Legal Options for Non-Subscriber Workplace Injuries in Texas

As a general rule, Texas employers are required to provide workers’ compensation insurance coverage for their employees. In the event of a workplace injury, this coverage is typically the exclusive remedy for an employee, with limited exceptions for gross negligence or intentional acts resulting in wrongful death.

However, some employers may opt out of the workers’ compensation system, which makes them nonsubscribers. In these cases, an injured employee may have legal recourse to sue their employer for damages caused by negligence.

Non-Subscriber Employers in Texas

Many large employers in Texas are electing not to carry workers’ compensation coverage, which means they are deemed nonsubscribers. In the event of a work-related injury caused by negligence, an employee may sue the nonsubscriber employer for damages. The employer may not use the defense that the employee was contributorily negligent, assumed the risk of injury or death, or that the negligence of a fellow employee caused injury or death. If the employer was even partially negligent for causing the incident and injuries, the employee could potentially recover full damages against the employer.

Negligence and an Unsafe Workplace

To bring a successful lawsuit against a nonsubscriber employer, the employee must show that the employer was negligent and failed to maintain a safe workplace. An unsafe workplace may include failing to provide proper tools, training, and warnings, creating safety policies and procedures, monitoring or supervising the employee, and instructing the employee.

Employee Benefit Plan and Lawsuits

An employer that opts out of the workers’ compensation system may still carry an employee benefit plan that provides insurance to cover work-related injuries and claims. However, this benefit plan does not change the nonsubscriber status of the employer, nor does it prevent the employee from filing a lawsuit. The employee needs to understand the specific deadlines and procedures in the event of a work-related injury and maintain a copy of the benefit plan. The benefits plan may reduce the statute of limitations and provide arbitration instead of court as the forum for proceeding with the lawsuit. Employees should not execute a post-injury claim waiver unless they are confident they do not want to pursue a lawsuit.

Workers Compensation Claims

Employers may also provide workers’ compensation coverage for their employees, which is no-fault insurance coverage. If an employee is injured during the course and scope of their employment, the injuries caused by the work incident are covered by worker’s compensation insurance. The negligence of the employee, their co-workers, and/or their employer is irrelevant to providing medical treatment after a work-related injury. The employee may also be eligible for wage loss with certain wage amount and duration limitations. However, in most cases, an employee and/or their family are not entitled to sue their employer when workers’ compensation coverage is available, except for cases of gross negligence or intentional acts resulting in wrongful death.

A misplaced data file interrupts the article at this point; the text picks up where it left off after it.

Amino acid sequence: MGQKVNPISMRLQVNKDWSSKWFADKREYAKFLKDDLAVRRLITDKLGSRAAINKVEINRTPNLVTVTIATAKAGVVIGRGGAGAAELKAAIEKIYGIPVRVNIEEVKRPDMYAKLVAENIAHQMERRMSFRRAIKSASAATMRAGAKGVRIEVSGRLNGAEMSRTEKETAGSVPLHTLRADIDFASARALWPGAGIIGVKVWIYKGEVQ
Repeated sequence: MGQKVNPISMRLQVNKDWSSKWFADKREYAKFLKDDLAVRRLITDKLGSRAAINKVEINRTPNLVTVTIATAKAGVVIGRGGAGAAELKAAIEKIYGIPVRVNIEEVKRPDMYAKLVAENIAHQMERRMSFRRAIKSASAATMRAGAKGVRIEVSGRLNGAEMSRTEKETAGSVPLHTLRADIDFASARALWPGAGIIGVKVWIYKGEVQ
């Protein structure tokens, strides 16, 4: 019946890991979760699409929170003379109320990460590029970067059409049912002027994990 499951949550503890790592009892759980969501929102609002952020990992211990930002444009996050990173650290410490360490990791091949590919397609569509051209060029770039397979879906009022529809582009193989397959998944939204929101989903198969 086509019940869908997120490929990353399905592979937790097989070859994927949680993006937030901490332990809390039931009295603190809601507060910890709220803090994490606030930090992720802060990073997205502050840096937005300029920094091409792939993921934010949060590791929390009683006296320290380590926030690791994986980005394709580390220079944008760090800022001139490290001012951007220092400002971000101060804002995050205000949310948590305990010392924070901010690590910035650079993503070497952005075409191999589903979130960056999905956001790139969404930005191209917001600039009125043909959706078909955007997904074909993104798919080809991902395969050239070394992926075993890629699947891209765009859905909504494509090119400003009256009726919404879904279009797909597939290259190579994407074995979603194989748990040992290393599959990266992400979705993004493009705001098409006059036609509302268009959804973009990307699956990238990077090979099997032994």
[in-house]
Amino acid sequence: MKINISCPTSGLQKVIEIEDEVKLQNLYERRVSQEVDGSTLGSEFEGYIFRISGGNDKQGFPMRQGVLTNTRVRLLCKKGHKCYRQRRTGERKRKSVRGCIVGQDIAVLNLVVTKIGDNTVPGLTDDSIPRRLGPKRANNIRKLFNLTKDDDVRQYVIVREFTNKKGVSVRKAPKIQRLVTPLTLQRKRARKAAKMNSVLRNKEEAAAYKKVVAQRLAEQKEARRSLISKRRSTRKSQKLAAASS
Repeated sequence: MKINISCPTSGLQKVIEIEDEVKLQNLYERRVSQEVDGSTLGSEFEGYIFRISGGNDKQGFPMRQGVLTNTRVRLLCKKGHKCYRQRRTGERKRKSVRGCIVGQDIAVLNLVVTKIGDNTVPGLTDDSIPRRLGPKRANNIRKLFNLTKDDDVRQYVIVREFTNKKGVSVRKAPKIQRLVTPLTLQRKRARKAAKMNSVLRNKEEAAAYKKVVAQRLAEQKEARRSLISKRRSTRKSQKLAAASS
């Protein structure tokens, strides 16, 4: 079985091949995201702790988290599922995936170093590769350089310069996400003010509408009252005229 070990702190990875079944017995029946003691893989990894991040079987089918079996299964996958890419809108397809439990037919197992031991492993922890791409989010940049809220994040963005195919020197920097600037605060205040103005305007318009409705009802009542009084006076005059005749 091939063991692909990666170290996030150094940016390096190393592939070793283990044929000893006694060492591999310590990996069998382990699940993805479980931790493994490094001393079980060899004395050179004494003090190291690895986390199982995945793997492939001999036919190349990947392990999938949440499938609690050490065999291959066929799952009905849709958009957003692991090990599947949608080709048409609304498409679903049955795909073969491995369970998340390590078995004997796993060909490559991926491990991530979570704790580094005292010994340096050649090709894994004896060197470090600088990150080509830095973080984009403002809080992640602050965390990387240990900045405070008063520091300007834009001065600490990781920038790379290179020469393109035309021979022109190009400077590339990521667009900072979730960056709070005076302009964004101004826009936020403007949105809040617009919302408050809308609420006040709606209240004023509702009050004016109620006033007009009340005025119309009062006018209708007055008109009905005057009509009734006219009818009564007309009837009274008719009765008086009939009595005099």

Third-Party Claims

Suppose the negligence of another company or an employee of another company caused a work-related injury. In that case, the employee may have a separate claim against this “third party” in addition to their Texas workers’ compensation claim. In these cases, different deadlines will apply to separate claims.

Contact a Nonsubscriber Lawyer in League City, Texas

If you have been injured at work and your employer does not carry workers’ compensation insurance or a third party is responsible for your work-related injury, contact Burwell Nebout Trial Lawyers in League City, Texas. Our experienced nonsubscriber and third-party attorneys can help you understand your legal options and pursue the compensation you deserve.

Non-subscriber Work Injury Texas

Featured Case

FELA/Worker Injury

A 15-year machinist for Union Pacific Railroad was injured when a locomotive coupled into his blue flagged locomotive in the diesel shop at Union Pacific’s Houston facility. Although the machinist failed to engage the shop derails and acknowledge the track alarm, the contention was that Union Pacific employee took one minute and forty-four second water break during a walk around prior to the coupling.

During this water break, the machinist blue flagged his locomotive and began working. Burwell Nebout filed suit against Union Pacific Railroad in Harris County. After a two-week trial in the 157th District Court in Harris County, the jury awarded the machinist $566,105. The jury determined that Union Pacific Railroad violated the federal regulation that absolutely prohibits coupling into a blue flagged locomotive.